There is still so much misinformation on mental illness in society, especially in the workforce and in schools, where young people and older adults are stigmatized as being unproductive, lazy or exaggerating their behavior, when really they are dealing with very real mental health issues, ADD, ADHD, Autism, Bipolar or other depressive disorders. These individuals need our help, not our judgment.
01/26/2016 06:20 EST
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How to Teach Your Special Needs Child to Ride a Bike

Watching my son take off at top speed down our small street yesterday filled me with a feeling of awe that I can't explain. You see, he struggles with gross motor skills a lot, though he does with fine motor skills. Lots of kids with autism do. And though he has always been interested in learning to ride a bike, it came slowly.
10/20/2015 12:23 EDT
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5 Fun Fall Activities For Your Special Needs Child

By keeping our kids back from activities, we don't only do them harm by not exposing them to different experiences, we also deprive ourselves and the rest of our family from good, old-fashioned family fun. I used to be one of those overprotective parents when it came to my special needs son. Not anymore. I have to say that our adventures as a family have gotten better for the most part.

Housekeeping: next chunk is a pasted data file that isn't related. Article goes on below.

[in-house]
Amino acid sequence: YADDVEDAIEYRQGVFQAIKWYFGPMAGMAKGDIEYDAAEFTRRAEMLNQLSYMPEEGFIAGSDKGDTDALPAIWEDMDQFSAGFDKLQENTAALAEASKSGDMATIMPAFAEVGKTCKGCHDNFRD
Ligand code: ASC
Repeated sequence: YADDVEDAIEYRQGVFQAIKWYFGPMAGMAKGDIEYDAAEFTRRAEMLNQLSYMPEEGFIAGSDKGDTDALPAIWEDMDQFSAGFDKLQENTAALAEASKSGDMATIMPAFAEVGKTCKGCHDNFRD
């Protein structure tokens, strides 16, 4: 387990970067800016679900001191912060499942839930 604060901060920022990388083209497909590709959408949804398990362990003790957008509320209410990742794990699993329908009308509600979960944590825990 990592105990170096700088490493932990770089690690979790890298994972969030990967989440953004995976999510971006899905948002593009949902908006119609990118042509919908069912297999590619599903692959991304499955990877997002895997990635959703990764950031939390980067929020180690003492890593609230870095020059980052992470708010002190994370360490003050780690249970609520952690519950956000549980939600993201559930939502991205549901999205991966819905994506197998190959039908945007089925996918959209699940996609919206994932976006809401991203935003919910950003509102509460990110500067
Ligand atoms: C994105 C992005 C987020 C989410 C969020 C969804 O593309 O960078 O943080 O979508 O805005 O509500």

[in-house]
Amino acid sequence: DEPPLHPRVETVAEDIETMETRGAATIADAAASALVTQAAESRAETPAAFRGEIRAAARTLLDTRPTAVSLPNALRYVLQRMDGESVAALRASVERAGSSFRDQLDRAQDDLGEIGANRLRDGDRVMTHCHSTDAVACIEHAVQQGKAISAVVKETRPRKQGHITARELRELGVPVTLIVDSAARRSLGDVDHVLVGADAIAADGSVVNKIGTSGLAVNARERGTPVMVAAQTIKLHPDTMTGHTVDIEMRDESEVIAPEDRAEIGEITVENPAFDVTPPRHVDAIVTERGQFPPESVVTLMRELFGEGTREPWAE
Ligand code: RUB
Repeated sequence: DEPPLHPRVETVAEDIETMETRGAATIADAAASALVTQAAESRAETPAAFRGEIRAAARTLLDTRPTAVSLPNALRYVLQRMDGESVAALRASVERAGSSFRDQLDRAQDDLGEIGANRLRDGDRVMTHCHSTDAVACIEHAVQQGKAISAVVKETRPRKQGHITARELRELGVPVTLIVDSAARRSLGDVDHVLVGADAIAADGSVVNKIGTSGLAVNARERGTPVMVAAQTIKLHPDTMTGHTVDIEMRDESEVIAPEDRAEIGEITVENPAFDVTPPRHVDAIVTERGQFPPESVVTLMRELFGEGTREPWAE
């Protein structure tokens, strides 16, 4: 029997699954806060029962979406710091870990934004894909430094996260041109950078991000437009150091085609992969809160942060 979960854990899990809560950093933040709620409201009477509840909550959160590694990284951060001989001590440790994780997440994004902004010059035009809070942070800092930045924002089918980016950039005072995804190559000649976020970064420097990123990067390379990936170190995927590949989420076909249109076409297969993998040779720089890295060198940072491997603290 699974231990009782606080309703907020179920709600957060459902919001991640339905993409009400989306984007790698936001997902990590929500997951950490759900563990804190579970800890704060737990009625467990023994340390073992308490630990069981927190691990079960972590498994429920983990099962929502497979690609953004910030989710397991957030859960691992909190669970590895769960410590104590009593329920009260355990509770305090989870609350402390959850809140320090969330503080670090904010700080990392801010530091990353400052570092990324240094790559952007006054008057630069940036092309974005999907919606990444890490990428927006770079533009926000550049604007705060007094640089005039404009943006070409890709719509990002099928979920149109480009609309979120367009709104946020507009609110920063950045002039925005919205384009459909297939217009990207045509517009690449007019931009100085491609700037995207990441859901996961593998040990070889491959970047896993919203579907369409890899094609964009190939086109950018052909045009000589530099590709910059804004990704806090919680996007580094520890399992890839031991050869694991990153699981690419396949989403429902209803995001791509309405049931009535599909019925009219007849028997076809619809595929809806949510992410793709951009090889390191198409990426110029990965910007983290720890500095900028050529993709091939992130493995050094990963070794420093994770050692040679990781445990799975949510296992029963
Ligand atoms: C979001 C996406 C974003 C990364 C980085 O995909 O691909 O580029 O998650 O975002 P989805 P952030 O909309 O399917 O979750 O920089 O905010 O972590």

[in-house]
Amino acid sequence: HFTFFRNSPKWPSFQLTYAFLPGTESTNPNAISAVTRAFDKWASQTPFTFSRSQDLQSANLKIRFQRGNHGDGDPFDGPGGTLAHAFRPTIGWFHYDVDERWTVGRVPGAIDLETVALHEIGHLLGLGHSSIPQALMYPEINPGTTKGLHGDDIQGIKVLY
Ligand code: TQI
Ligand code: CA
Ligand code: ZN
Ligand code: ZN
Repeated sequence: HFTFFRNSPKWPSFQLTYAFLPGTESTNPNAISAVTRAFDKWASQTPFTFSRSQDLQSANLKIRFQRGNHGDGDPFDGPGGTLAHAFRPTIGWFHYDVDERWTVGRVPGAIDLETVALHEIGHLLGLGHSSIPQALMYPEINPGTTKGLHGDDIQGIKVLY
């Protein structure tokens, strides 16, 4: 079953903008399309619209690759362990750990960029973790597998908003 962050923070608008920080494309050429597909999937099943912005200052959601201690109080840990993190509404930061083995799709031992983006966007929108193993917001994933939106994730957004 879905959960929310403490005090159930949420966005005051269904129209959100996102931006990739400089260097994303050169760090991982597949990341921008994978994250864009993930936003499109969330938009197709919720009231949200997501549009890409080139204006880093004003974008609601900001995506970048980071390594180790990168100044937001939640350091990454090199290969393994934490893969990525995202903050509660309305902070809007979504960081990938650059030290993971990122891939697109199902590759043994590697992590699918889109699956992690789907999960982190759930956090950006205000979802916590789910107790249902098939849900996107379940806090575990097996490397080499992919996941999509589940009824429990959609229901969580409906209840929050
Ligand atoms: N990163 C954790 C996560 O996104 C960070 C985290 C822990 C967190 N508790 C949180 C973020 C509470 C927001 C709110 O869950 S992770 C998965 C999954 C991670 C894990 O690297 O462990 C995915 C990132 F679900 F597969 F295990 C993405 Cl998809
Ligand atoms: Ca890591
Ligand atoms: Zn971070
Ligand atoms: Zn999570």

10/03/2015 08:23 EDT
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5 Ways I Helped My Special Needs Child Overcome Learning Fears

My son is one of those kids that doesn't like learning in school. His anxiety is way up about reading and math, and he wanted to stay home from school the other day. He is very smart, and when challenged in a fun way or in a way that engages him one-on-one, he will sit and learn. But it's hard to find that combination when teaching him in a classroom with other children.
09/25/2015 12:14 EDT
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5 Ways for Special Needs Families to Handle Anxiety

These five tips can be taught to children and adults. At this time of year, as children and their parents are frazzled with back to school, multiple extra-curricular activity schedules and homework, I think this can be especially helpful. It can be a family's lifesaver in our ever increasingly fast-paced and stressful world.
09/19/2015 09:08 EDT